Advent at Grakn Labs: Deep Learning

#GraknLovesTech: 2nd December 2016

Precy Kwan
Dec 2, 2016 · 4 min read
Source: Unsplash

Here at Grakn Labs, we love technology. So much so, that, this month, we’ve decided to share our favourite moments from 2016. Each weekday during December, we will open a window on our virtual advent calendar, and peek inside to recall some of the greatest innovation or news that the past year has brought us.

Please recommend and share our post with hashtag #GraknLovesTech if you enjoy our posts. And if you have any favourite links you’d like us share, just leave us a comment or tweet us @GraknLabs!

Today we are featuring the year’s most interesting breakthroughs in deep learning that we have been fawning over at Grakn Labs. (For those of you who are interested in a crash course in deep learning, here’s a great video by Andrew Ng at Stanford.)

2016 has been a breakthrough year for deep learning, especially for Google and DeepMind. As engineers and technology junkies, we truly have great respect for the work they are doing over at the DeepMind offices a mere 2.5km from our office here in London.

  1. AlphaGo triumphs in the ultimate Go showdown

AlphaGo besting Lee Sedol in March of this year was definitely one that has stuck with us. According to our resident Go commentator, Michelangelo, the move above made by “the machine” during Match 2 was pure “machine”. When AlphaGo made this move (at 1:18:22 in the video above), it baffled the human experts and is unprecedented by a human, but its genius was only revealed later. This move enabled AlphaGo to open up five areas of play to cinch the win! Though we are skeptical of a “general AI” that spans all domains, we were nonetheless crazy impressed with AlphaGo. (We

2. Bots kicking our butts in StarCraft

Starcraft + DeepMind? I think we’re in geek/nerd heaven. DeepMind has set its mind to yet a different game. This time DeepMind has partnered with Blizzard to allow AI researchers to deploy bots in the StarCraft II game environment. Previous deep learning successes with IBM Deep Blue in chess and DeepMind’s AlphaGo have been impressive, but a game like StarCraft presents even greater challenges — imperfect & dynamic information, how to be able to plan over a longer time horizon and adapt. We’re waiting here with bated breath.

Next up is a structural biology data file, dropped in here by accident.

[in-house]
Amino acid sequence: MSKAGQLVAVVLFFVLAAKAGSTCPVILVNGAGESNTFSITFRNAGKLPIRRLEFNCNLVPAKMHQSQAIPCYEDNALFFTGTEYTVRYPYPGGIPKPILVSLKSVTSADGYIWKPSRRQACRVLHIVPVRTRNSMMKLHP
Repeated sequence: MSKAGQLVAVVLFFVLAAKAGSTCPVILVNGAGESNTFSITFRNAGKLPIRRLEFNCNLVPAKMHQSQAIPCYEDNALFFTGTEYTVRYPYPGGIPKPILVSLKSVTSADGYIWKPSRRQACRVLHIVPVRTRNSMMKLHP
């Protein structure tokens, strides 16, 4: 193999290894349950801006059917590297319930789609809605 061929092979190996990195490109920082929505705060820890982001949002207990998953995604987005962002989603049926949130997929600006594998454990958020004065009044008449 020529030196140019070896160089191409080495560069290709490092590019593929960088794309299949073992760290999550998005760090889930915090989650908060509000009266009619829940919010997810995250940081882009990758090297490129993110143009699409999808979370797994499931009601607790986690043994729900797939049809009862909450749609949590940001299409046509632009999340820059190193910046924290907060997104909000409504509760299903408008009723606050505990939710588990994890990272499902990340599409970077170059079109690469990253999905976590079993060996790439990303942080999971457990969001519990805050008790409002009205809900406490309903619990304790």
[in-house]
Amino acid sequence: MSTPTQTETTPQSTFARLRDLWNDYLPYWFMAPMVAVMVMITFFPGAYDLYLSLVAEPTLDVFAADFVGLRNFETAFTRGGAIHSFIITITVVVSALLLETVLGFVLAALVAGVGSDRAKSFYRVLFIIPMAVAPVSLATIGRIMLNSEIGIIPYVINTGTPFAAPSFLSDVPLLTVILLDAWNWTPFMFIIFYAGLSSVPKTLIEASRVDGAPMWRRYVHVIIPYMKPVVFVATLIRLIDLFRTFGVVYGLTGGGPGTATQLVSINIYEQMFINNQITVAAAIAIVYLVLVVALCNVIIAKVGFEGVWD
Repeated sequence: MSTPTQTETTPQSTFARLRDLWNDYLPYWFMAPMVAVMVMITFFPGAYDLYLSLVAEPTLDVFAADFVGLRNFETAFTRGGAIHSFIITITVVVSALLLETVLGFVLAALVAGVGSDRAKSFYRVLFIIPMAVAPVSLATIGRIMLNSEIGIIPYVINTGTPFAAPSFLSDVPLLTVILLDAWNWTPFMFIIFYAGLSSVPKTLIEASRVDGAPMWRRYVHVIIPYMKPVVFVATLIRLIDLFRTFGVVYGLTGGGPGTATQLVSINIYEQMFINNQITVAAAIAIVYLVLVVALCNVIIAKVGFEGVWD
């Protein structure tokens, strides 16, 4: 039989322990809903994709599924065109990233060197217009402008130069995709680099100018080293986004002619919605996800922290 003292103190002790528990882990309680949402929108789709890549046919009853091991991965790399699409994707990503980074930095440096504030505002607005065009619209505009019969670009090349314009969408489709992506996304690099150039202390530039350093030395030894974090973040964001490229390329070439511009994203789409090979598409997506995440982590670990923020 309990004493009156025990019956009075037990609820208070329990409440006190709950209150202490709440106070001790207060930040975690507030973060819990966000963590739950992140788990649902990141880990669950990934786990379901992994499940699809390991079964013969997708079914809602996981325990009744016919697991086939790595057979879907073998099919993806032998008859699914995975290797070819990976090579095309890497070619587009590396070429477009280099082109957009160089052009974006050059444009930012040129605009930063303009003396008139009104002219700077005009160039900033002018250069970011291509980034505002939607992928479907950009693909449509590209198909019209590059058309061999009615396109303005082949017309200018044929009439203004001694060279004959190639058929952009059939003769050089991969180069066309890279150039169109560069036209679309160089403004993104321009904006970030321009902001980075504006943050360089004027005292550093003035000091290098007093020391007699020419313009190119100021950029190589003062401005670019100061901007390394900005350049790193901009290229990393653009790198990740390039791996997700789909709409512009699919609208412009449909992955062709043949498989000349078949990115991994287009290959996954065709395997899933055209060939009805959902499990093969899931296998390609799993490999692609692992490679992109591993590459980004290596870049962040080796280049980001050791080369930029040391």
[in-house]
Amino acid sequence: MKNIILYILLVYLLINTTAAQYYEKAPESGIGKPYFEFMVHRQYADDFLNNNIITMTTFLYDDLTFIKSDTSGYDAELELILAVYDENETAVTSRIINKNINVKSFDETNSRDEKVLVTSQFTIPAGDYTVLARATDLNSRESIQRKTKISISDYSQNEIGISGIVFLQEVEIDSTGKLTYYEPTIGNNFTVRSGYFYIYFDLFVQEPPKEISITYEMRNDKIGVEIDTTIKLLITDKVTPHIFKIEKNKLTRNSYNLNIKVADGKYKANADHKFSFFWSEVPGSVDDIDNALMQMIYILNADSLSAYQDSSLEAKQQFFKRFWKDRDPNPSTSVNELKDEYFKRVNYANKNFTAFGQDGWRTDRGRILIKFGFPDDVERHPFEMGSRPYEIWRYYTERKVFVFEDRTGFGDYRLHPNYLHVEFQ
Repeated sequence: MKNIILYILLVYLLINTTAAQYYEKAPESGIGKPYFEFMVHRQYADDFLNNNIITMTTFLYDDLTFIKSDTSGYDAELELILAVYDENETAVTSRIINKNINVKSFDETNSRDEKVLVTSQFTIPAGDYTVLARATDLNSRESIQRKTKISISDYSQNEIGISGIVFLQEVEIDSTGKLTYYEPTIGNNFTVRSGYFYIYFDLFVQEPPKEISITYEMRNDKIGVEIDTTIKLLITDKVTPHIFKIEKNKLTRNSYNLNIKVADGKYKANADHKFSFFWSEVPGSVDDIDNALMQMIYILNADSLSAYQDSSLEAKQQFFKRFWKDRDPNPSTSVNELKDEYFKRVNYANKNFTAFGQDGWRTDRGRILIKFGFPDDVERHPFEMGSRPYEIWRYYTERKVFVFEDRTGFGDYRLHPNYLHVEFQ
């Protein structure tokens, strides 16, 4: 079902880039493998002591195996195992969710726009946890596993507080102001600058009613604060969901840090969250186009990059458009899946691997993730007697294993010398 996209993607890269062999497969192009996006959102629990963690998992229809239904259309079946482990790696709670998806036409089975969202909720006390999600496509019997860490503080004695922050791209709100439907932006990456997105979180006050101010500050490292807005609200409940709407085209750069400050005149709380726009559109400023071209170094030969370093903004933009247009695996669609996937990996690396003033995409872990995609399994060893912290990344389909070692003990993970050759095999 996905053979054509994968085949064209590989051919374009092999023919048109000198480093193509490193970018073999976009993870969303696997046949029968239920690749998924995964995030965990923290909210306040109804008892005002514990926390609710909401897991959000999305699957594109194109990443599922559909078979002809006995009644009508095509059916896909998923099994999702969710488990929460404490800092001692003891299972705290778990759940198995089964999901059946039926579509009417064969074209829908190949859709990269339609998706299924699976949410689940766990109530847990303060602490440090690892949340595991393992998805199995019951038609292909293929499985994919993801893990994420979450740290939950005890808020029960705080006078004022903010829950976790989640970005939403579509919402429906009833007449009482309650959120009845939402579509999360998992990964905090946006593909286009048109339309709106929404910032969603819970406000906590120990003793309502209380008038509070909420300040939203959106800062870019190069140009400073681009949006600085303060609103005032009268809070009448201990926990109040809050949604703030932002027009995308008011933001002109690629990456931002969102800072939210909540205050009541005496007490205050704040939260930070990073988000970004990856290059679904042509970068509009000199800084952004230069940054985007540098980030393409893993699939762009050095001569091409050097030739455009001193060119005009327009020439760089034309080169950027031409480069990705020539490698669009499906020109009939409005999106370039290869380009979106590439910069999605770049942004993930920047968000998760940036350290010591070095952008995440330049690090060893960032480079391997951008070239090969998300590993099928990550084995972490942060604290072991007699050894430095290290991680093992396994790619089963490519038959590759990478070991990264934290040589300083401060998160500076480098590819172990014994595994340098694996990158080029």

3. DIY deep learning for Tic Tac Toe

As an open-source company, we love making technology accessible to a wider community. We were at a meetup in London where Daniel Slater shows us how reinforcement learning using TensorFlow can be employed to teach a machine, aptly named AlphaToe, to play Tic Tac Toe. Here’s the link to the AlphaToe repo on Github if you want to check it out yourself.

(Or if you can’t be bothered to create your own AlphaToe, you can play a game or ten right here. )

4. Google’s Multilingual Neural Machine Translation learns underlying semantics of languages

‘First shot’ translating from Korean to English without direct training data

Games aside, as an international team with at least 14 languages floating around our team of 17 people, it’s safe to say that we’ve all used Google Translate at one point or another. Google’s Multilingual Neural Machine Translation is now able to translate between language pairs that the system has never encountered before. Researchers attribute it to the system picking up on the existence of an interlingua — a kind of meta language that is actually encoding the semantics of a language. The system is currently being used live in Google Translate. For the more technically orientated of us (or those with more time on their hands), here’s the research paper and blog post from Google. Otherwise, here’s a summary news article from Wired.

5. Trolling on Twitter with DeepDrumpf

Which one is the real Donald Trump?

The American elections have been a hot topic in the office as we contemplate expanding our presence to the US. Since its debut in March, we have been entertained by the senseless tweets of DeepDrumpf, a Twitter bot created by Bradley Hayes, a postdoc at MIT. DeepDrumpf was trained on a few hours worth of transcripts of victory speeches and debates from the president elect using deep learning techniques. The tweets were constructed character by character and inspired by recurrent neural network models that had been previously employed to mimic Shakespearean speech. Although not the most sophisticated use of deep learning that we’ve seen, we must hand it to him for originality and capturing the zeitgeist.

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